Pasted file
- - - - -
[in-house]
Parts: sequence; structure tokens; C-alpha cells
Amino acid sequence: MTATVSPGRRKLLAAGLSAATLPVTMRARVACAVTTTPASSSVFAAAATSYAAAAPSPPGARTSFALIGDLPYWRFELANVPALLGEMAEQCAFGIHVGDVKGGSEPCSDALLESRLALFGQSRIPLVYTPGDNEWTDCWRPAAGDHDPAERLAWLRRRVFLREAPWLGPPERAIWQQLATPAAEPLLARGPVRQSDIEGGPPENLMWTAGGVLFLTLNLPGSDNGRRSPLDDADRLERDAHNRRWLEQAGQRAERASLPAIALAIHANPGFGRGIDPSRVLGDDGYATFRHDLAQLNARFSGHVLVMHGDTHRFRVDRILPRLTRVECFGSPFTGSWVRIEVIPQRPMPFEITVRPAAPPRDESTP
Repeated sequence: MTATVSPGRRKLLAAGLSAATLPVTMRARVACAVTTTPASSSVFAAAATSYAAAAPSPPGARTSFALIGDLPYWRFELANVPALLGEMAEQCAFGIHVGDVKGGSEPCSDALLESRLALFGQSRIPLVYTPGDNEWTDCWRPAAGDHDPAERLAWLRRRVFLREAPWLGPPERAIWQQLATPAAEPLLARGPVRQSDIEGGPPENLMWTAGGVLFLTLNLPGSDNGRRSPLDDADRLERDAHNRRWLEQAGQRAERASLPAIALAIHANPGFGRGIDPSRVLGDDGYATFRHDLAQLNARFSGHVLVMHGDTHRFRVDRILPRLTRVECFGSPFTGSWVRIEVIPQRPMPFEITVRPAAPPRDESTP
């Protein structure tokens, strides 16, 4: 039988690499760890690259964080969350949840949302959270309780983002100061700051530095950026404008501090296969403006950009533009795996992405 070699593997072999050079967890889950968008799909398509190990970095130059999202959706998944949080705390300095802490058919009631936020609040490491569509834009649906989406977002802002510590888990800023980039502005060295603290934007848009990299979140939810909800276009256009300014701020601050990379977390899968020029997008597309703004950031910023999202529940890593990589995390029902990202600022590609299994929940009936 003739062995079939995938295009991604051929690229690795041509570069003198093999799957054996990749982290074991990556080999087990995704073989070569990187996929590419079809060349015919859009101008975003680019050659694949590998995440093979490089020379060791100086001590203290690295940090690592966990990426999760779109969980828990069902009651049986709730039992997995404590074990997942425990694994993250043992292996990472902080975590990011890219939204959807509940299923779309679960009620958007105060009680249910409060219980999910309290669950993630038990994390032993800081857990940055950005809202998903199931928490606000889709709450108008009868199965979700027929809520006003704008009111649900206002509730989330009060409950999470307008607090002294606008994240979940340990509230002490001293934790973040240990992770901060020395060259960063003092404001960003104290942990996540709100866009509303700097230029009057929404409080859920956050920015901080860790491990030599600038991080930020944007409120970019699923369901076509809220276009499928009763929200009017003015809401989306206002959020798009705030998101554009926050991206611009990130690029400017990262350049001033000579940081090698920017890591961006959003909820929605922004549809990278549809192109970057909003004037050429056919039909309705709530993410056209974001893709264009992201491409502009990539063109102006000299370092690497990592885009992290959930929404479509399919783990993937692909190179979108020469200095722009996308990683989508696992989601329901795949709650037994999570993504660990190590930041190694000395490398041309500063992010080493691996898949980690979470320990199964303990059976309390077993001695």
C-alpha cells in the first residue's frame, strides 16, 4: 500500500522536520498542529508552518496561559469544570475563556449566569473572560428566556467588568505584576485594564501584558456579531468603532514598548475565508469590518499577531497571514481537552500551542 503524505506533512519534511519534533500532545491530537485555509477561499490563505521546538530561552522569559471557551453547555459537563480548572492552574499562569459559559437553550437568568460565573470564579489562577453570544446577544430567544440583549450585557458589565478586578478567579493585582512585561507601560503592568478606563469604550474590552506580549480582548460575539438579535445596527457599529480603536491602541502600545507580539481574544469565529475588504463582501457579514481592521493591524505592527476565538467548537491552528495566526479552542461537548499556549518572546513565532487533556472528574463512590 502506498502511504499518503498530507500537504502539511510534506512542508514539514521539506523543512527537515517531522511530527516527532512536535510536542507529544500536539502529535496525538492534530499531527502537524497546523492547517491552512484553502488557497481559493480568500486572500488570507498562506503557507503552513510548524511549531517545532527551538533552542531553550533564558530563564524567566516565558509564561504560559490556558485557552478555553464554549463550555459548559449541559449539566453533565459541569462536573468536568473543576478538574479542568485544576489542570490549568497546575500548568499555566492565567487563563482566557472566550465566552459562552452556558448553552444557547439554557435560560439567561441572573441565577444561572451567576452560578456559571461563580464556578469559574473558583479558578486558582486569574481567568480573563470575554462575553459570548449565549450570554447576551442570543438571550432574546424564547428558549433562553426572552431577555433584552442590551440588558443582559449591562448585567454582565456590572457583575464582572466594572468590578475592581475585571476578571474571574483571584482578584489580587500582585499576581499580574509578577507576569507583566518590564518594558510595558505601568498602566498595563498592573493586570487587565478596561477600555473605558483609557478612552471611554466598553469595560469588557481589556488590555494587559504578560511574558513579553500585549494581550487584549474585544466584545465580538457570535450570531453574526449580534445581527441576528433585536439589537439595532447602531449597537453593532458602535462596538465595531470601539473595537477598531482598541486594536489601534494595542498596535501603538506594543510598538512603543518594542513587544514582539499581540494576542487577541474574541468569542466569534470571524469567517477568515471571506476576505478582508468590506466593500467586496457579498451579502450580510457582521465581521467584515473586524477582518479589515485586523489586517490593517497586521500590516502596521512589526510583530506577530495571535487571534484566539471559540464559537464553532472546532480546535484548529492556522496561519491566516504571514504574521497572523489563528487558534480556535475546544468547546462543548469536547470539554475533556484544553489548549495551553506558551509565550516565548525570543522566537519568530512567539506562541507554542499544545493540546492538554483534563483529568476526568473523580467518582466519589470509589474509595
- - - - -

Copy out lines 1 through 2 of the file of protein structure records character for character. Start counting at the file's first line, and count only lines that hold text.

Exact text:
[in-house]
Parts: sequence; structure tokens; C-alpha cells